Natural Horsemanship

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Create a Paddock Paradise - About 15 years ago, I was boarding my mare, Diva, at a private barn in Victoria, BC. The paddocks were very small and flat, with electric fence covering all the boards to prevent chewing, and Diva was on the end of the paddock row beside a forest. It was close to home, which worked for me, but Diva was deeply stressed, making it almost impossible to safely work with her or ride her.

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Most of us intend for our daily rides to improve our horse at some level, either by adding to his physical conditioning or progressing his training skills. But whether or not your horse actually makes these gains often comes down to the amount of time you spend on each phase of the ride. The format of your ride determines the outcome of physical improvement.

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A hot humid day. One rider. One horse. Both are exercising at a moderate level. Who is more likely to overheat? It might surprise you to learn that your horse gets hotter much faster than you and is more susceptible to the negative effects of heat stress. Prof. Michael Lindinger, an animal and exercise physiologist at the University of Guelph, explains: “It only takes 17 minutes of moderate intensity exercise in hot, humid weather to raise a horse’s temperature to dangerous levels. That’s three to ten times faster than in humans. Horses feel the heat much worse than we do.”

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Podcast host Alexa Linton and Shannon Beahen of Humminghorse Equestrian chatted about everything from getting more nuanced about the “no,” to meditation and its role in our clarity, to incorporating consent into training, to track systems, and even got into numerology a little!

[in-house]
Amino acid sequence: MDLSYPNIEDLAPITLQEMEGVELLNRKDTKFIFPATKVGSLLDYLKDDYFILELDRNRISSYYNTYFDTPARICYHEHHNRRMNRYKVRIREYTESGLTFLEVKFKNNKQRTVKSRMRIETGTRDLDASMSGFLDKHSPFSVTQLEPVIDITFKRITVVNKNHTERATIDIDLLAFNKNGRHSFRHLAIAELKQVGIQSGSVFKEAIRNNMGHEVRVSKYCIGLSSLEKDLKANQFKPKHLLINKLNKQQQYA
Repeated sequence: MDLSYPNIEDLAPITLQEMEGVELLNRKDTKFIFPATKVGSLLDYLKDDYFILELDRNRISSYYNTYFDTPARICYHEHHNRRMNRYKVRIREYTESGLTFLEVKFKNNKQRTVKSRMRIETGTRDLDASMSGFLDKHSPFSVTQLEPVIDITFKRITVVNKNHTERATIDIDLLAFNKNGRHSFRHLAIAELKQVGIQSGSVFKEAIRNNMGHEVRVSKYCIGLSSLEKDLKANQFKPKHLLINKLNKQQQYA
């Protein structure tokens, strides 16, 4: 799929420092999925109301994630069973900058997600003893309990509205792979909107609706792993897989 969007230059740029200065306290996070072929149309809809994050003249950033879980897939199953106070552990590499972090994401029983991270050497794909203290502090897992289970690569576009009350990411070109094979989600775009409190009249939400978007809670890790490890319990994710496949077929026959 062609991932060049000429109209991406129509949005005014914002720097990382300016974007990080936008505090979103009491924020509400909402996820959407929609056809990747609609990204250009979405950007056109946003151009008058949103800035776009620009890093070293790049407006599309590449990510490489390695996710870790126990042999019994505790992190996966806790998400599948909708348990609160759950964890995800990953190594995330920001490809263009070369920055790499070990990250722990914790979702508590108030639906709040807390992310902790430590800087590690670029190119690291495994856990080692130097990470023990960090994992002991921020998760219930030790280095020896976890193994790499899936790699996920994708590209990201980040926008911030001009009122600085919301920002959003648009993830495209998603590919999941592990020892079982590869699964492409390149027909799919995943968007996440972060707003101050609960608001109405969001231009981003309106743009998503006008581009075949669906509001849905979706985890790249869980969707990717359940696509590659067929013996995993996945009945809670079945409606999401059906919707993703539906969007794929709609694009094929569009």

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Elsa Sinclair takes us on a journey into her potent year with her two stallions - and stars of her in-progress documentary Taming Wild Evolution - and shares how Freedom Based training, which she fondly refers to as the slowest training method in the world, is evolving even more and growing in nuance and subtly.

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Are you ready to leave your bit behind? About 15 years ago I first went bitless with my mare, Diva, after a particularly passionate foray, on my part, into natural horsemanship. Riding with a rope halter and lead rope felt a little like wearing a thong bikini to a public beach, with many people waiting to see if this get-up was actually going to do the trick once we hit the water, or in this case the trails.

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Keys to an effective horse training session. I’ve trained a lot of horses. After nailing up my sign as a “professional horse trainer” several decades ago, I learned quickly that overhead is high in the horse business so you’d better make some hay if you’re going to pay your bills. Consequently, I rode many horses each day, breaking young ones and tuning up show horses.

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I recently taught a lesson for new clients who described their horse as being “evergreen,” a term that is fitting for many horses that don’t seem to progress. There are obviously many factors to consider when judging a horse’s progress, or lack thereof, including the amount of time spent working the horse, training methods employed, experience and expectations of the rider, confidence of the rider, and too many others to list.

Getting back to work after having time off can be difficult. The holiday is never quite long enough, so it’s nice to be able to ease back into the job. The same is true of horses that have had some time off.

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I smiled, walking past the airport hat kiosk, en route to a judging adventure at an exhibition in Eastern Canada. I’d be wearing several hats and judging a kaleidoscope of classes at the show — equitation, road hack, reining, Western riding, working hunter, pleasure driving, driven dressage, conformation, showmanship, miniature horses… and more!

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